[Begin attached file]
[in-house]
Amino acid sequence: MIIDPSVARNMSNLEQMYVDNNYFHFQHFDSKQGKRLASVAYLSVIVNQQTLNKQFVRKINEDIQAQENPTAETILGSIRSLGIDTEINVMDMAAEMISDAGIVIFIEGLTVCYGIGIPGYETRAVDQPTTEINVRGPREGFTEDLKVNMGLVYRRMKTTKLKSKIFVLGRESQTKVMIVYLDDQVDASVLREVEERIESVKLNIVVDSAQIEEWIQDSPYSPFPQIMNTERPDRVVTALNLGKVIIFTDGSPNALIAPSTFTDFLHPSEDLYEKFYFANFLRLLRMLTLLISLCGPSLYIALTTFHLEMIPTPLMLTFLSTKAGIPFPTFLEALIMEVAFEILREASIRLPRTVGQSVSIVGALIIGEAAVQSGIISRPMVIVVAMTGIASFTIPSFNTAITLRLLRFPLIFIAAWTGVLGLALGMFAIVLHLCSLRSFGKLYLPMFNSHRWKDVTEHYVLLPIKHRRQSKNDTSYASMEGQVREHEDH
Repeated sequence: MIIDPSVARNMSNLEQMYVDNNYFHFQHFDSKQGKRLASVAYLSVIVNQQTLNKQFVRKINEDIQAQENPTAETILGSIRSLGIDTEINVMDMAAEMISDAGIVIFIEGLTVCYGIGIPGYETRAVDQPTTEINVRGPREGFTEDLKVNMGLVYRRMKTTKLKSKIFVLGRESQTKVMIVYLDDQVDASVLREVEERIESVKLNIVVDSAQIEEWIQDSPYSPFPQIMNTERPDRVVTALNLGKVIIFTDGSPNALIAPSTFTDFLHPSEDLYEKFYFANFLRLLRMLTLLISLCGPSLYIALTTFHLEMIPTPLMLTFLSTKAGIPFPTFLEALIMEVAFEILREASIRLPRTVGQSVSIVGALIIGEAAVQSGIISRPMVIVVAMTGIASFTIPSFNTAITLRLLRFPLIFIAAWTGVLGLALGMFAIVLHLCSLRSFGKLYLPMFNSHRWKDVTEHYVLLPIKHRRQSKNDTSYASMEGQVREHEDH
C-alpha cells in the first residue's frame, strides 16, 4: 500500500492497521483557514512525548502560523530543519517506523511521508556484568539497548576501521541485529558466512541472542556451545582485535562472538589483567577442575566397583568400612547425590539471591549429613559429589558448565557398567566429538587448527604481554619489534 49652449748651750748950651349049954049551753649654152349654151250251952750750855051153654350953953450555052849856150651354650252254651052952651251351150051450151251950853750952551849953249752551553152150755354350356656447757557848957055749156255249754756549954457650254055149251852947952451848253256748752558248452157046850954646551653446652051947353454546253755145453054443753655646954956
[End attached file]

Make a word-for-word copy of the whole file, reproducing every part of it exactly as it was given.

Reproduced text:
[in-house]
Amino acid sequence: MIIDPSVARNMSNLEQMYVDNNYFHFQHFDSKQGKRLASVAYLSVIVNQQTLNKQFVRKINEDIQAQENPTAETILGSIRSLGIDTEINVMDMAAEMISDAGIVIFIEGLTVCYGIGIPGYETRAVDQPTTEINVRGPREGFTEDLKVNMGLVYRRMKTTKLKSKIFVLGRESQTKVMIVYLDDQVDASVLREVEERIESVKLNIVVDSAQIEEWIQDSPYSPFPQIMNTERPDRVVTALNLGKVIIFTDGSPNALIAPSTFTDFLHPSEDLYEKFYFANFLRLLRMLTLLISLCGPSLYIALTTFHLEMIPTPLMLTFLSTKAGIPFPTFLEALIMEVAFEILREASIRLPRTVGQSVSIVGALIIGEAAVQSGIISRPMVIVVAMTGIASFTIPSFNTAITLRLLRFPLIFIAAWTGVLGLALGMFAIVLHLCSLRSFGKLYLPMFNSHRWKDVTEHYVLLPIKHRRQSKNDTSYASMEGQVREHEDH
Repeated sequence: MIIDPSVARNMSNLEQMYVDNNYFHFQHFDSKQGKRLASVAYLSVIVNQQTLNKQFVRKINEDIQAQENPTAETILGSIRSLGIDTEINVMDMAAEMISDAGIVIFIEGLTVCYGIGIPGYETRAVDQPTTEINVRGPREGFTEDLKVNMGLVYRRMKTTKLKSKIFVLGRESQTKVMIVYLDDQVDASVLREVEERIESVKLNIVVDSAQIEEWIQDSPYSPFPQIMNTERPDRVVTALNLGKVIIFTDGSPNALIAPSTFTDFLHPSEDLYEKFYFANFLRLLRMLTLLISLCGPSLYIALTTFHLEMIPTPLMLTFLSTKAGIPFPTFLEALIMEVAFEILREASIRLPRTVGQSVSIVGALIIGEAAVQSGIISRPMVIVVAMTGIASFTIPSFNTAITLRLLRFPLIFIAAWTGVLGLALGMFAIVLHLCSLRSFGKLYLPMFNSHRWKDVTEHYVLLPIKHRRQSKNDTSYASMEGQVREHEDH
C-alpha cells in the first residue's frame, strides 16, 4: 500500500492497521483557514512525548502560523530543519517506523511521508556484568539497548576501521541485529558466512541472542556451545582485535562472538589483567577442575566397583568400612547425590539471591549429613559429589558448565557398567566429538587448527604481554619489534 49652449748651750748950651349049954049551753649654152349654151250251952750750855051153654350953953450555052849856150651354650252254651052952651251351150051450151251950853750952551849953249752551553152150755354350356656447757557848957055749156255249754756549954457650254055149251852947952451848253256748752558248452157046850954646551653446652051947353454546253755145453054443753655646954956